Unlocking the mystery of how the Pumas put the cat among the pigeons
Those who argue that it shows up the Springbok decision not to travel to Australia are misguided
The Argentina performances in their first two Tri-Nations matches have been impressive. But those who argue that they shows up the Springbok decision not to travel to Australia are barking up the wrong tree.
No one expected the Pumas to beat the All Blacks in their opening game. With the Kiwis boasting far more game time and having played together four times against the Wallabies across the Bledisloe Cup and Tri-Nations, the expectation was that the underdogs would lose heavily.
After winning so well in recording their first triumph against New Zealand, the expectation then was that they would run out of energy against the Wallabies in Newcastle in their second match. That didn’t happen. Far from them tiring, it was the Pumas who came back from a deficit late in the game to grab a 15-all draw.
But there was a little fact mentioned by the commentators in Newcastle that took away some of the mystery of the Pumas’ achievement. They have been in camp since August 13. It doesn’t detract from their achievement, but their being in camp for more than three months explains their combativeness and readiness to play. They have been in Australia for a considerable proportion of that time and played a few warm-up games to build match sharpness.
They also have an extended squad in Australia and would have been able to stage assimilated match practices that would further have improved their readiness. By being together so long, the Pumas had the sort of build-up to the Tri-Nations that the Springboks had for last year’s World Cup in Japan.
They were on a World Cup-type footing and, with doubt over where Argentina would fit in at franchise level in future, they had the motivation of feeling they were playing for their survival.
That they weren’t able to go the Puma route though is regrettable, because SA’s return to play has been underwhelming.
The Springboks would have been unable to go into camp on August 13. The country was still in a stage of lockdown that prevented players from training in groups of more than five and they were still to be given the official go-ahead to resume contact training. Interprovincial travel was banned, let alone international travel.
Had the Boks been able to do what the Pumas did, the arguments against them playing in what would have been the Rugby Championship would have been less valid than they were.
That they weren’t able to go the Puma route though is regrettable, because SA’s return to play has been underwhelming. And that is not just because stadiums being closed is debilitating, something that makes it impossible to compare what we have seen over the past month and a bit with what we saw in the Aeteorao, New Zealand’s version of regional Super Rugby.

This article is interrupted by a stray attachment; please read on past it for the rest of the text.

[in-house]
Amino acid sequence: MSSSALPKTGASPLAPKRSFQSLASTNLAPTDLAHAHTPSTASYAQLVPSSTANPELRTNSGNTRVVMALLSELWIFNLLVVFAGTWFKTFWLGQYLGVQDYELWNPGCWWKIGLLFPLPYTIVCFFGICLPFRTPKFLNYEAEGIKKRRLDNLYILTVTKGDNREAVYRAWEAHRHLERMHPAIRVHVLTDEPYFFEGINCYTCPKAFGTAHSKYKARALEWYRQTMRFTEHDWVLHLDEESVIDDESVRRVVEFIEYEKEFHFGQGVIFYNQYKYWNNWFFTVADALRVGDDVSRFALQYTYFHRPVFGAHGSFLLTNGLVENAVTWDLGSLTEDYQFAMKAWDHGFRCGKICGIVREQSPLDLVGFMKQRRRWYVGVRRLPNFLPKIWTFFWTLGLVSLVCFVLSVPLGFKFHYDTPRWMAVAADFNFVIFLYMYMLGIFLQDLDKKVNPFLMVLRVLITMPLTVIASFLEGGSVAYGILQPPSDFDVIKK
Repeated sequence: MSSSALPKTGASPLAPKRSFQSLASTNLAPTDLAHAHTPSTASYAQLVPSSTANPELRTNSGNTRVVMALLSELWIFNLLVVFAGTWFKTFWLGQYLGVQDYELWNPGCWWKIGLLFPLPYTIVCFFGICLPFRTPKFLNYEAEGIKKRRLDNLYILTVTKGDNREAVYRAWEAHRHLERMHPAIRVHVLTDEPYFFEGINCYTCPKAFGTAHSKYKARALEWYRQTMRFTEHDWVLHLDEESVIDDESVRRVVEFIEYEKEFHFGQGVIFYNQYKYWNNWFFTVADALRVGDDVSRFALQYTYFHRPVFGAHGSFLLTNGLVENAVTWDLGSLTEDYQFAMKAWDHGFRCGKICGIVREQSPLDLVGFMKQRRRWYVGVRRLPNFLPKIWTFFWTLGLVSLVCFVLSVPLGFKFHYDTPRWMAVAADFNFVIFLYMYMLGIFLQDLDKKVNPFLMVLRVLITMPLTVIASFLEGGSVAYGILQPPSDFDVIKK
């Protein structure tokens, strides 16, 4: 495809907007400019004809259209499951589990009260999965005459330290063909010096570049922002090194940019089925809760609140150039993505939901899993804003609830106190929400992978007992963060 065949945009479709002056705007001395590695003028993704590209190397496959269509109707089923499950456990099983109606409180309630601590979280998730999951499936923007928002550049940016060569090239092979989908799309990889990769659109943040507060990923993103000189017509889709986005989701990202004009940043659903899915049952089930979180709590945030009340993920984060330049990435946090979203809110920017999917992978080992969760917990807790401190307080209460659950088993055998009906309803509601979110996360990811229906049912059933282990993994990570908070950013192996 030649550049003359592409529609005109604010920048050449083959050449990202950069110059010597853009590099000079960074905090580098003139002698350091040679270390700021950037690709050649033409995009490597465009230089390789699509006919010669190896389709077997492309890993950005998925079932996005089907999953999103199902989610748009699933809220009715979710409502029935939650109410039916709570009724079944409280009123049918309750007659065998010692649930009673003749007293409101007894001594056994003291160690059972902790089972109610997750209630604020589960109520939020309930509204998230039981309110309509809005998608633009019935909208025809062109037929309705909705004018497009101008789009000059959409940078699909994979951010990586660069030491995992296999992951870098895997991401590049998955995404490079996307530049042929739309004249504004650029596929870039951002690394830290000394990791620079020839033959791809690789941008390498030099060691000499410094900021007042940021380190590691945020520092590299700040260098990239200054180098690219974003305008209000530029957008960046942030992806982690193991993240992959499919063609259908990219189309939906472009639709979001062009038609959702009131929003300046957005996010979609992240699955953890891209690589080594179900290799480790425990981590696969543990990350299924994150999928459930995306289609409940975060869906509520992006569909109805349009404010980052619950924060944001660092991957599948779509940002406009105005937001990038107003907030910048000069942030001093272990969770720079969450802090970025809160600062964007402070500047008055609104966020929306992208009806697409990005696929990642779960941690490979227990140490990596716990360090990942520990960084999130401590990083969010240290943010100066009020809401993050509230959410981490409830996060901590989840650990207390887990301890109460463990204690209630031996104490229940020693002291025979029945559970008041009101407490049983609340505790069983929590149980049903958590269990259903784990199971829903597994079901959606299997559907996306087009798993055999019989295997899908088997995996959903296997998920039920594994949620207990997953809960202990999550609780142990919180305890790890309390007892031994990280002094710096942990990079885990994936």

I was at the Stormers-Cheetahs game last weekend and it was depressing. The scene was summed up afterwards by Stormers captain Steven Kitshoff when he praised his reserves not for their contribution on the field but for the noise they generated to support the players on the grass.
But while the sad scenario of players being forced to create their own atmosphere and energy can’t be helped in these extraordinary times, and there should just be happiness that play is possible, there was some imperfection about the planning for Super Rugby Unlocked that further undermined the product.
It started on the opening weekend with the clash of jerseys in the Bulls-Griquas game, but arguably the biggest mistake was made when the fixture list was drawn up.
The Bulls were the most impressive team and deserved to win the trophy, but it took something away from their achievement that four of their six games were at Loftus. The Stormers, who came second, played four of their six Unlocked games away from Newlands.
How can you say there is integrity in a league competition when there is that sort of imbalance? The Covid disruptions that caused the Lions to play just four of their scheduled six games could also not be helped, but from a tournament integrity viewpoint that could also have been handled differently.
Given that the onus should be on each team to do everything possible to limit the chance of Covid infection, it would make more sense to declare a game that is cancelled because of the virus a forfeit for the infected team rather than punish the non-affected team by sharing the points.
You can contract the virus anywhere and you can be unlucky, but in the absence of a bio bubble, the onus should be on the competing teams to ensure they isolate as much as possible when in competition. It may seem tough, but it is a way of ensuring they play and thus preserve their livelihood.
Apart from being fairer, it would promote self-discipline. The points carried over from Unlocked count for the Currie Cup that starts this week and it is not too late to apply that rule retrospectively.